Towns play a large part in our campaign wargames. Most, if not all, battles are for possession of a town. So our wargame rules dealing with sighting in a build up area have been very well tested over the years.
All build up areas are represented with 4”X4” felt squares. One for a village, two for a small town and four for a large town. A collection of suitable buildings placed on top of the felt completes the town. The buildings can be removed as necessary to allow for movement through the town, or hand to hand fighting within the town.
The photo above shows a small town. Each section can hold a garrison of one brigade. A second brigade can be placed in the town, but only as a reserve. It takes a full move to exchange them.
A garrison has good protection against artillery fire. The gunners roll 2D6 and require 10 at long range or 8 at short. There are usually more attractive targets for the artillery, and if they do concentrate on the garrison they tend to be not very effective.
Infantry is the arm of choice to take a built up area, but the advantage still lies with the defender. The attacking corps commander must decide whether to “engage” or “attack” the garrison. The former will skirmish only, the latter will assault and melee. The former is less costly to both attacker and defender. The latter is more decisive, but a defeat will often result in the end of the battle.
So the attack will often start with one or two brigades attacking each town section on “engage” orders. Each brigade will roll 1D6 and require 5 or 6 (depending on their skirmish ability) for a hit. Only one quarter of the garrison can reply from each side of the town, and they require the same for a hit.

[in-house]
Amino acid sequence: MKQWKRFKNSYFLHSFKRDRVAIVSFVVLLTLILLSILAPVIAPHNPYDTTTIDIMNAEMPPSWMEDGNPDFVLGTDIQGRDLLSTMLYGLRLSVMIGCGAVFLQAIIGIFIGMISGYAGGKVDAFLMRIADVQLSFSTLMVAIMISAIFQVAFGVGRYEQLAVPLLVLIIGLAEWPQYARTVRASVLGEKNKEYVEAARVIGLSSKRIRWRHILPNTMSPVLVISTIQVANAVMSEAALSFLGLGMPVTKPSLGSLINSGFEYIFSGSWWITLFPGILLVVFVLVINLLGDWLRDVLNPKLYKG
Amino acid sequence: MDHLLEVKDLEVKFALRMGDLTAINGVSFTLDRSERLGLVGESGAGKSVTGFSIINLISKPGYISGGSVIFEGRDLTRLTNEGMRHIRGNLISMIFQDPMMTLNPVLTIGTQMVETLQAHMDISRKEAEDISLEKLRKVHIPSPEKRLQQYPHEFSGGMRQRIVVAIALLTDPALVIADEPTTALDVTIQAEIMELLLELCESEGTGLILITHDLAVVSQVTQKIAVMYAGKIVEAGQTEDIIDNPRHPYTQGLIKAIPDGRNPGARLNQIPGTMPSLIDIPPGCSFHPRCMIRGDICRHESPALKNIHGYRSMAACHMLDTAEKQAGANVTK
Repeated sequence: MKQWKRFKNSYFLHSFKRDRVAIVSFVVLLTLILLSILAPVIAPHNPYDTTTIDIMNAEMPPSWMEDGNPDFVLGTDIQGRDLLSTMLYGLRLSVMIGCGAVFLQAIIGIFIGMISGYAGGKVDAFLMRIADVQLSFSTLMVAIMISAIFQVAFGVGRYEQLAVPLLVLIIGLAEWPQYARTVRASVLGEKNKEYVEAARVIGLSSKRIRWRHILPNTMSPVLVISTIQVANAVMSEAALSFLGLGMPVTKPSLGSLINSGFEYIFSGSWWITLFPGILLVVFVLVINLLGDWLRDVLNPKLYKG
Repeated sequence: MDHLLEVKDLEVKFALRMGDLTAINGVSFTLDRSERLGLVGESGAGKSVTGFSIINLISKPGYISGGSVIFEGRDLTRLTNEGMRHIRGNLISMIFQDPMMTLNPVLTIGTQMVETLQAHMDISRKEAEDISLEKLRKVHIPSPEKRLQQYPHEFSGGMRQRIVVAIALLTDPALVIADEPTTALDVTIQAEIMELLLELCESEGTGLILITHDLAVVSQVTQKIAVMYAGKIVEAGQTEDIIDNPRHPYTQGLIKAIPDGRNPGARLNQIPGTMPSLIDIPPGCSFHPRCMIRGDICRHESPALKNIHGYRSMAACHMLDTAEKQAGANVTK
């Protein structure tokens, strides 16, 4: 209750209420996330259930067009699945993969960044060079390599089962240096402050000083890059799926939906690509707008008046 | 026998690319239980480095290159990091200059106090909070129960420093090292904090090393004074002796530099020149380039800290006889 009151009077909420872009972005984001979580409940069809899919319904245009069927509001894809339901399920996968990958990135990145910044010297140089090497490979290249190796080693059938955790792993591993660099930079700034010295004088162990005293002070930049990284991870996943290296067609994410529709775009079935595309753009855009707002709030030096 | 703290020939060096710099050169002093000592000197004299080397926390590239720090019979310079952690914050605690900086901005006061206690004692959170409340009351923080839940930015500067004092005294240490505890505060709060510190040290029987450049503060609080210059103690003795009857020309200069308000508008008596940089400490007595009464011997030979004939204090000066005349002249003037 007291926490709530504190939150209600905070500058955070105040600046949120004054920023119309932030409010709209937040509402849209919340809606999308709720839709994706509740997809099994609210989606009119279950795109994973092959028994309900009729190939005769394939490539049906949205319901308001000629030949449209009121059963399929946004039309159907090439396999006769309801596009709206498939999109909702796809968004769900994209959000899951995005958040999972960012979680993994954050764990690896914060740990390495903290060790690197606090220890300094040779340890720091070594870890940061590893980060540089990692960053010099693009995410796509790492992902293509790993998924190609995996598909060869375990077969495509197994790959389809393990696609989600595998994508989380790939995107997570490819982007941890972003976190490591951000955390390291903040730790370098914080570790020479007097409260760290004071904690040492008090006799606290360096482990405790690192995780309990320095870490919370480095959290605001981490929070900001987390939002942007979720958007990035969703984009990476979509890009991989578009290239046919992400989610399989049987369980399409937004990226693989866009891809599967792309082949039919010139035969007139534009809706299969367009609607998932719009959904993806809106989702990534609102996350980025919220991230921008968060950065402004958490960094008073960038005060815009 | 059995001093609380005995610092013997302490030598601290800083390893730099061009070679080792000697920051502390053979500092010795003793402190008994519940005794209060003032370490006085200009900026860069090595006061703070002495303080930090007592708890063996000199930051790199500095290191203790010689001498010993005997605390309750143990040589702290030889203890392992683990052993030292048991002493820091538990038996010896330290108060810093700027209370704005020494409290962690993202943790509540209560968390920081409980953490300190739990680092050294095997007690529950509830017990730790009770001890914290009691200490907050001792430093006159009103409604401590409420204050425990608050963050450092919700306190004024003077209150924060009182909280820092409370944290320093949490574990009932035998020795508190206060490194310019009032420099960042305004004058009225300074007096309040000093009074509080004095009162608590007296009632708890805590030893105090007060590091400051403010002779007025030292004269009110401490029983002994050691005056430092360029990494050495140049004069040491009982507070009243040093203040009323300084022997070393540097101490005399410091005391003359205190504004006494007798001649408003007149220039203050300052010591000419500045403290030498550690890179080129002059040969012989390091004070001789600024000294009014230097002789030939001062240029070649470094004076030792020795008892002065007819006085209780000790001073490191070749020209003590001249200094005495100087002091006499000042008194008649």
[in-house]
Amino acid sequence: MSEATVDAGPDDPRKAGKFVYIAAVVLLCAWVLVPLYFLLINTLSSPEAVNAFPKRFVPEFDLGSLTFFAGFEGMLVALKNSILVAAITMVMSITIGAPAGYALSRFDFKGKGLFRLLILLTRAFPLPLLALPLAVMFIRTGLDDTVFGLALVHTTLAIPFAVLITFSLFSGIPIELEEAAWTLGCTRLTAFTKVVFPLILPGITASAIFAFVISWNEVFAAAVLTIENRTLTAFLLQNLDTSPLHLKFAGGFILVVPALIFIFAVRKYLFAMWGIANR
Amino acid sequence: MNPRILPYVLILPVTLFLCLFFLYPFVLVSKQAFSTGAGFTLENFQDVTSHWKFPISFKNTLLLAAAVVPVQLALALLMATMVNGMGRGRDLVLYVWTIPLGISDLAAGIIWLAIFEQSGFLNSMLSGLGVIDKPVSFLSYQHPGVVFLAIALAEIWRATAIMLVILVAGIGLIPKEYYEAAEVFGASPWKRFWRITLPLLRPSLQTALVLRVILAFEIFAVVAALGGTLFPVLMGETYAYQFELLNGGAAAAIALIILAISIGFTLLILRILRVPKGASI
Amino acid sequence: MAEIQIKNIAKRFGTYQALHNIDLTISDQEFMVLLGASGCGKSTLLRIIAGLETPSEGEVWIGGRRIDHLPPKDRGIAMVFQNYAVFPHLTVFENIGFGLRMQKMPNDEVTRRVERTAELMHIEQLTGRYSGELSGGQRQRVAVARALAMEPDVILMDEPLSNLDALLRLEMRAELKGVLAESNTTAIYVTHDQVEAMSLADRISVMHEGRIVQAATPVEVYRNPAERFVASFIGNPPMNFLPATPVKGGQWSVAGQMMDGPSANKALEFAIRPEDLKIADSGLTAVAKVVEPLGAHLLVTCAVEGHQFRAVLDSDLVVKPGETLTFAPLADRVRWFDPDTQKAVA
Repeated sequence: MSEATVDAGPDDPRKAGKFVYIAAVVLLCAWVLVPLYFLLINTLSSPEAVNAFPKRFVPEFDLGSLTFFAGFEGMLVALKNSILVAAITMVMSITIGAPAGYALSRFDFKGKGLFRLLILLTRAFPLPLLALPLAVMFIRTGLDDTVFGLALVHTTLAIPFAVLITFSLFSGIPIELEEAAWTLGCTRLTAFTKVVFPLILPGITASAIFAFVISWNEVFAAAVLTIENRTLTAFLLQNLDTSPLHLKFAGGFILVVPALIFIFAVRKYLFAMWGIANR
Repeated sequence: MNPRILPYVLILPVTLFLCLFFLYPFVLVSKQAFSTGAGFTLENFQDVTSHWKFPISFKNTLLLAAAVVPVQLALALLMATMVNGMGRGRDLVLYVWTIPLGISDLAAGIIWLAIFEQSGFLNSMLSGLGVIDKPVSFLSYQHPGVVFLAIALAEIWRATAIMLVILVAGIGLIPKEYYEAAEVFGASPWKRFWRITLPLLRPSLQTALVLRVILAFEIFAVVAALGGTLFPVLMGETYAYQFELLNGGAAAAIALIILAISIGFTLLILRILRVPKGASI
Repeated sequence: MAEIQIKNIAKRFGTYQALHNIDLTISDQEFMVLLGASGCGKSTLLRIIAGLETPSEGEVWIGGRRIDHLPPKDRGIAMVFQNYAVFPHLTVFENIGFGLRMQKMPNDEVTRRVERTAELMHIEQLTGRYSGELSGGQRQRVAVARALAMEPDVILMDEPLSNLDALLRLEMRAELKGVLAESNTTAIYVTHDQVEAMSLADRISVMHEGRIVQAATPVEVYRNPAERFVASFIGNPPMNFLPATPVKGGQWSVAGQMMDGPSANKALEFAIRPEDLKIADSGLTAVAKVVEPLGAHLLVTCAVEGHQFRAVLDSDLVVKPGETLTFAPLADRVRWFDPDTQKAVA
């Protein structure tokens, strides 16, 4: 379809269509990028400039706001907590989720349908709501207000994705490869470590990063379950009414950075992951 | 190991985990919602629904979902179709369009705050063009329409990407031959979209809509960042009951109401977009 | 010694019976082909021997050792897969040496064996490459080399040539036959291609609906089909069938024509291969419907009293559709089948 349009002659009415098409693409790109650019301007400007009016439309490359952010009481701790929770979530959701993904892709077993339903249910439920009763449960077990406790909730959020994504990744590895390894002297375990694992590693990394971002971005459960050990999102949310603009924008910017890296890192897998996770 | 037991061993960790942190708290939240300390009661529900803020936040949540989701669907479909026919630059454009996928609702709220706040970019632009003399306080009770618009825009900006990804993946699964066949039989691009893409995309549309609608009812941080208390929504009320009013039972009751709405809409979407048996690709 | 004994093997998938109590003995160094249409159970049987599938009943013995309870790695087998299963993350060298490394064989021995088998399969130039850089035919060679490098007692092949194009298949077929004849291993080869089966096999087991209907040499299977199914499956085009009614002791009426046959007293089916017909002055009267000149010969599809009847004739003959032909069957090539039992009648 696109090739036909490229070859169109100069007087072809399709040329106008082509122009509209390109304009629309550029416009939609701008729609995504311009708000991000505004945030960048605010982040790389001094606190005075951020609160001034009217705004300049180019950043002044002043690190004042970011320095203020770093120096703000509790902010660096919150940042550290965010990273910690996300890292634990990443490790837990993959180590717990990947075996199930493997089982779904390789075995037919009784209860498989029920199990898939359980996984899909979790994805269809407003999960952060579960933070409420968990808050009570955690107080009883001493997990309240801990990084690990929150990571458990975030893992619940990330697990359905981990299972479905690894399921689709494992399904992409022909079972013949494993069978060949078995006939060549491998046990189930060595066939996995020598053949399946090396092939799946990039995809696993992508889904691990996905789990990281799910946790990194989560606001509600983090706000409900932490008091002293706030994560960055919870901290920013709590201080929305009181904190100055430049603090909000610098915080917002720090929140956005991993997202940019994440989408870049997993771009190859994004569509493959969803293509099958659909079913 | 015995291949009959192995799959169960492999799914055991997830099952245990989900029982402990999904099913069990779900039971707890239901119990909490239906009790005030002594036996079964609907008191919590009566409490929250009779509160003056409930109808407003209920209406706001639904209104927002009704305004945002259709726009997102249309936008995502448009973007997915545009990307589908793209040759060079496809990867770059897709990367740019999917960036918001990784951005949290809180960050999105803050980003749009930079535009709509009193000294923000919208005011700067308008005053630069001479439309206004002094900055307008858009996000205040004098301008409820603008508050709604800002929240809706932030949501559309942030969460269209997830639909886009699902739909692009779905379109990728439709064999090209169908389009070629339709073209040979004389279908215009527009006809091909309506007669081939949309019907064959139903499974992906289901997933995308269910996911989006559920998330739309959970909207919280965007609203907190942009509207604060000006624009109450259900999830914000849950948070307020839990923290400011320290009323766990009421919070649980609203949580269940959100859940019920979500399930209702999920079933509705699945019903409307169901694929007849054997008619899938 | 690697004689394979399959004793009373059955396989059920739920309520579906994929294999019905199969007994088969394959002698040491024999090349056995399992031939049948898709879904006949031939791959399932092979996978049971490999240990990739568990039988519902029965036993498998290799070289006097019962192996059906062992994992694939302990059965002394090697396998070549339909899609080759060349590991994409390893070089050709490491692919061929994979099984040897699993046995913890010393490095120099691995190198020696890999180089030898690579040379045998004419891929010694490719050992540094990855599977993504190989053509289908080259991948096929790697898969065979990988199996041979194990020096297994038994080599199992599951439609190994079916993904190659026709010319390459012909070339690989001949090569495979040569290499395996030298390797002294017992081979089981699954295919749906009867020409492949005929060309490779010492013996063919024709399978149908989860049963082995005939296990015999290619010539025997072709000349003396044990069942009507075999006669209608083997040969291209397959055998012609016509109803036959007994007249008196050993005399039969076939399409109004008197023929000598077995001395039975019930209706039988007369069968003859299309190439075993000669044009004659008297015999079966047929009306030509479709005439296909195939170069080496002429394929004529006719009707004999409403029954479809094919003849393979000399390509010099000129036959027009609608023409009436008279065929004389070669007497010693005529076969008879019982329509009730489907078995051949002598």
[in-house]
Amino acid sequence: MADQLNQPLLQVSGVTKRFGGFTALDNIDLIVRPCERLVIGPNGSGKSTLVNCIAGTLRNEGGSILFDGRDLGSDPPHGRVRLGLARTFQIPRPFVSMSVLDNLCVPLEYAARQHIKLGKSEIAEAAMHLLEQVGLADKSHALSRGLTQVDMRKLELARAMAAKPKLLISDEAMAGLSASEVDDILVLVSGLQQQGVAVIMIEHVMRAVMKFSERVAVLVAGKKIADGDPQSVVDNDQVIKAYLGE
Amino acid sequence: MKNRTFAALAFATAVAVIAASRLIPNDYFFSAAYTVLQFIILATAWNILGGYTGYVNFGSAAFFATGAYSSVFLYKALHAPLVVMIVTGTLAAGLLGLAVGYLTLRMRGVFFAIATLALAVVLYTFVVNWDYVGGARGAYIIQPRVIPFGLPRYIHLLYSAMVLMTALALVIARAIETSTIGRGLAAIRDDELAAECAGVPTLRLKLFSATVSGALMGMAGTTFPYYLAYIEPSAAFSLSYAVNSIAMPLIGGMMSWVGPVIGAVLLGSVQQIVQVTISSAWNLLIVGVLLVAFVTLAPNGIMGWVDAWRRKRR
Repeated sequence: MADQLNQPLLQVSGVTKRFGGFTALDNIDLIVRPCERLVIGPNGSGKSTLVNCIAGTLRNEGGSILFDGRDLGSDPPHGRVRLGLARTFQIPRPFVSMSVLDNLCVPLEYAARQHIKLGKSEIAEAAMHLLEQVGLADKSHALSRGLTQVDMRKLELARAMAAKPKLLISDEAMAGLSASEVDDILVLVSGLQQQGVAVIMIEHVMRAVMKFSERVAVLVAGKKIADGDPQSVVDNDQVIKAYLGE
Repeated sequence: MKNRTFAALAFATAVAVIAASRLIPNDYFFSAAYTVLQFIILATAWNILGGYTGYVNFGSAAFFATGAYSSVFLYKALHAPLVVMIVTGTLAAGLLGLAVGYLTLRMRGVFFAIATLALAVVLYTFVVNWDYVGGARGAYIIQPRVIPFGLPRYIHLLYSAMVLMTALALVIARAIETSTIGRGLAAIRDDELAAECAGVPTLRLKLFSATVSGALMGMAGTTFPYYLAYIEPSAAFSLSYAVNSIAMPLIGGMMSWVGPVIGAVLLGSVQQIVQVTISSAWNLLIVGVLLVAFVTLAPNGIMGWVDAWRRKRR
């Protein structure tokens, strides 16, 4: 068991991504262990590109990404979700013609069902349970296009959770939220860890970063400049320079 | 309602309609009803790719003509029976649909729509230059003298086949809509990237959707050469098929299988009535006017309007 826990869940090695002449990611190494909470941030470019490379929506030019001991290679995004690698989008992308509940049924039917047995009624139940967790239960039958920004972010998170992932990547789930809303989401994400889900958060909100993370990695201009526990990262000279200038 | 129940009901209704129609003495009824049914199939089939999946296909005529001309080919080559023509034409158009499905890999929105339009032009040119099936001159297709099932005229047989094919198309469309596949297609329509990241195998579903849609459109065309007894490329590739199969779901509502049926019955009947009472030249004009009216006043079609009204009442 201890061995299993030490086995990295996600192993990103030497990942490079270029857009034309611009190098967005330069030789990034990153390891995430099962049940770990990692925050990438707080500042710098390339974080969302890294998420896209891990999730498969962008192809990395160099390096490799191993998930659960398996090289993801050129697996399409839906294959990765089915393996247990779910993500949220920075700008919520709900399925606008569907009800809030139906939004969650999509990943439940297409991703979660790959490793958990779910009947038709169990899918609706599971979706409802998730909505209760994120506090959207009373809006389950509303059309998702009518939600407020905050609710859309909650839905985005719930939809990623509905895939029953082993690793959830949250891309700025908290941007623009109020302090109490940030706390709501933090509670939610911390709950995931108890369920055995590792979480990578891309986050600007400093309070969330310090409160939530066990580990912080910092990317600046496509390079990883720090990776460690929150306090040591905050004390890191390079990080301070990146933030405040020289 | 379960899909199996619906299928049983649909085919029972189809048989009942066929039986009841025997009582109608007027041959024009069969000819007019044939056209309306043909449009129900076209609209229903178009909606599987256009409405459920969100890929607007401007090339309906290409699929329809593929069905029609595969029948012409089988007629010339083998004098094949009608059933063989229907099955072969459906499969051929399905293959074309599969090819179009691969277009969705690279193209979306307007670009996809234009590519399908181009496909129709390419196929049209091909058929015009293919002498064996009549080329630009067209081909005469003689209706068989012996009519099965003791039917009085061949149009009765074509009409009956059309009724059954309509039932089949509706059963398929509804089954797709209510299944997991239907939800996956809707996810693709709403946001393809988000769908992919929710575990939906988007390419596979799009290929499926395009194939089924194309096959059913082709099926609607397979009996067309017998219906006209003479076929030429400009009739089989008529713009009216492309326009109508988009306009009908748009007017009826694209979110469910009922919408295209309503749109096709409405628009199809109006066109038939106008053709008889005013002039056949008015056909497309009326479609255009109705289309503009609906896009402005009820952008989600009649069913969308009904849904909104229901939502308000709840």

With each casualty both attackers and defenders become less effective, and less likely to win the combat. If the attackers are taking casualties, the corps commander must decide whether to change his orders to “attack”
If he does attack the first phase of combat takes place at the edge of the build up area. The attacker needs odds of at least two to one to stand a chance of winning. If he does win the buildings are removed and one of his brigades enters the town. If the garrison has retreated, rather than routed, a second combat takes places
In the second photograph the attacking corps commander has ordered the two brigades on the right to “attack” the town, the two on the left are still on “engage”. Those on the right have won the first phase of combat, and the defending brigade have been pushed back into the centre of the town.
With both brigades inside the build up area, neither has any advantage. But if two brigades have attacked the corps commander can choose the best brigade, or the one with least casualties, to carry on the combat. Most often the winner of the first combat will also win the second combat and take the town.
It is not unusual for the defending corps commander to launch a counter attack before the winning brigade can secure the town. This operation takes one full move, and if the defender has a fresh brigade in place they are likely to retake the town.